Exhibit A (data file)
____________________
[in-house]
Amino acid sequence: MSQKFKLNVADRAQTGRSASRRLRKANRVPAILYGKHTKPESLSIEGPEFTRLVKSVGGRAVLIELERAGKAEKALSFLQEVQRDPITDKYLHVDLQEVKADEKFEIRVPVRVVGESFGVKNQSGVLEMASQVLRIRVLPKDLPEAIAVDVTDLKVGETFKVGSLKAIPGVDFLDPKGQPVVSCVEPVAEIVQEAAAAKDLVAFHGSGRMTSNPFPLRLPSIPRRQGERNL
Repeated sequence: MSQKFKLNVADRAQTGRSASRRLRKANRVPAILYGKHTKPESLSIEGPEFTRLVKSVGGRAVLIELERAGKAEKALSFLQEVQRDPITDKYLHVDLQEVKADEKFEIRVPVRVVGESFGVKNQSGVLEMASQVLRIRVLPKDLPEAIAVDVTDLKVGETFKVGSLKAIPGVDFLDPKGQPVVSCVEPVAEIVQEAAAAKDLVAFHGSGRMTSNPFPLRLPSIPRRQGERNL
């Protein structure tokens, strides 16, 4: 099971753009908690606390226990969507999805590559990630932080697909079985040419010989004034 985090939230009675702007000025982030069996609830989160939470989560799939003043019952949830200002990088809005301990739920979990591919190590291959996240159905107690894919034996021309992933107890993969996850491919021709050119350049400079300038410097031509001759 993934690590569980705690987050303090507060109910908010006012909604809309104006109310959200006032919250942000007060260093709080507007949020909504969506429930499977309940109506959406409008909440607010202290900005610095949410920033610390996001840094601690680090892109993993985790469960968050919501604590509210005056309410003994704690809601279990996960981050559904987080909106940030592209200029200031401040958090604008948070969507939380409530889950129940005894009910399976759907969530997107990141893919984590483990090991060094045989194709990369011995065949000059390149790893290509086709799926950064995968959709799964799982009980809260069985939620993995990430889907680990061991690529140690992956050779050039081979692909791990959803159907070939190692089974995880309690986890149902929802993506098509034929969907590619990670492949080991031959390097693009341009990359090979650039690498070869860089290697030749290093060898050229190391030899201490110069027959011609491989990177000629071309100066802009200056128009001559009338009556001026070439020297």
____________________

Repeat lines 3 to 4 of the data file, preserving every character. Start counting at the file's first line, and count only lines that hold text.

Repeated sequence: MSQKFKLNVADRAQTGRSASRRLRKANRVPAILYGKHTKPESLSIEGPEFTRLVKSVGGRAVLIELERAGKAEKALSFLQEVQRDPITDKYLHVDLQEVKADEKFEIRVPVRVVGESFGVKNQSGVLEMASQVLRIRVLPKDLPEAIAVDVTDLKVGETFKVGSLKAIPGVDFLDPKGQPVVSCVEPVAEIVQEAAAAKDLVAFHGSGRMTSNPFPLRLPSIPRRQGERNL
């Protein structure tokens, strides 16, 4: 099971753009908690606390226990969507999805590559990630932080697909079985040419010989004034 985090939230009675702007000025982030069996609830989160939470989560799939003043019952949830200002990088809005301990739920979990591919190590291959996240159905107690894919034996021309992933107890993969996850491919021709050119350049400079300038410097031509001759 993934690590569980705690987050303090507060109910908010006012909604809309104006109310959200006032919250942000007060260093709080507007949020909504969506429930499977309940109506959406409008909440607010202290900005610095949410920033610390996001840094601690680090892109993993985790469960968050919501604590509210005056309410003994704690809601279990996960981050559904987080909106940030592209200029200031401040958090604008948070969507939380409530889950129940005894009910399976759907969530997107990141893919984590483990090991060094045989194709990369011995065949000059390149790893290509086709799926950064995968959709799964799982009980809260069985939620993995990430889907680990061991690529140690992956050779050039081979692909791990959803159907070939190692089974995880309690986890149902929802993506098509034929969907590619990670492949080991031959390097693009341009990359090979650039690498070869860089290697030749290093060898050229190391030899201490110069027959011609491989990177000629071309100066802009200056128009001559009338009556001026070439020297």